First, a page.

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Article
Publication date: 1 October 2000

Liz Clark and David Rees

The authors refer to their research into the role of facilities management (FM) within the National Health Service and local government in England and Wales. They compare…

2290

Abstract

The authors refer to their research into the role of facilities management (FM) within the National Health Service and local government in England and Wales. They compare the levels of FM awareness within these public bodies, the ability of FM managers to influence the decision‐making process, the relationship between these factors and the delivery of effective facilities management services and the relative importance given to FM in recent Government guidelines on best value in these two public services. Based on the findings of five research projects the authors have conducted in both sectors it illustrates how FM is not just a business opportunity but a rapidly expanding function that is gaining status as an important profession that warrants a high status in the strategic make‐up of both NHS Trusts and local government authorities.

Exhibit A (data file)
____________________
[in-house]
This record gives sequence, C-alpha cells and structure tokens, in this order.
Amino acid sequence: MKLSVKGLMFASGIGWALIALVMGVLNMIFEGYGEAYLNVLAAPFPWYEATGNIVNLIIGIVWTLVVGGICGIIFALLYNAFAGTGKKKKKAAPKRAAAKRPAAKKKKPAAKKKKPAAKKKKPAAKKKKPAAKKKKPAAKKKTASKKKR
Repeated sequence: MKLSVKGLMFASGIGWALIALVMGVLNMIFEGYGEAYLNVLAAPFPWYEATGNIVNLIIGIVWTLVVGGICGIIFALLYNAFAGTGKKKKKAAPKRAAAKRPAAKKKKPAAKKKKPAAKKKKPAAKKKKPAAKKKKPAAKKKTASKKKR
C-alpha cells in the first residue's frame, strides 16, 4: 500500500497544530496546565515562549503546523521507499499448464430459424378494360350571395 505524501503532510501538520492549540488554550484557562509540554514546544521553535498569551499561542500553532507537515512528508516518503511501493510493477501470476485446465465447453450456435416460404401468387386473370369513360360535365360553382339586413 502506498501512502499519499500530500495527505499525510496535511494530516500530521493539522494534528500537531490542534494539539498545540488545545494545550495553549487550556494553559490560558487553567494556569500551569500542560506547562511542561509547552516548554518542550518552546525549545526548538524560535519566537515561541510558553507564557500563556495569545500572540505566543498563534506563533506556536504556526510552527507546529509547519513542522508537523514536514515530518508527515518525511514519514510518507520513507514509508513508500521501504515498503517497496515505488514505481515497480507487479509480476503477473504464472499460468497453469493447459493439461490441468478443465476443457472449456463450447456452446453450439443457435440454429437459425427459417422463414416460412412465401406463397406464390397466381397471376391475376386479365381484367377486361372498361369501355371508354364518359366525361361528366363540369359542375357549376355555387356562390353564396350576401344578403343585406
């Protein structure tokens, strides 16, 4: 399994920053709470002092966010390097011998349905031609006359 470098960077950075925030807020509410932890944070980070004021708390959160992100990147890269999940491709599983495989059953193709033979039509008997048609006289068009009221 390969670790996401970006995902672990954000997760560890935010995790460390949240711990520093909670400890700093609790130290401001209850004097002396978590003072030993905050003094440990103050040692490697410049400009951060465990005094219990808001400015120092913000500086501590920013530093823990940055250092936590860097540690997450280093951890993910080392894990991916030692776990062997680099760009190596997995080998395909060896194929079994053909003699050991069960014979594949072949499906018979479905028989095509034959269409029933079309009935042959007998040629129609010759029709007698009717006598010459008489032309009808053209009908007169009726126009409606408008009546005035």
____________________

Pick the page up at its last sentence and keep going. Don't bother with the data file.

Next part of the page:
Details

Facilities, vol. 18 no. 10/11/12
Type: Research Article
ISSN: 0263-2772

Keywords

Article
Publication date: 22 August 2008

Qi Zhou Moss

The purpose of this paper is to give a broad review of existing facilities management (FM) market research. It aims to identify the differences and commonalities of the…

1286

Abstract

Purpose

The purpose of this paper is to give a broad review of existing facilities management (FM) market research. It aims to identify the differences and commonalities of the various market research reports, especially the different market definitions used and different methodologies to calculate the size of the market.

Design/methodology/approach

The paper uses the author's collection of UK FM market publications and years of research in this field.

Findings

Surprisingly, none of the current reports use a robust market research methodology and thus this casts doubt on the estimated size of the market and other findings.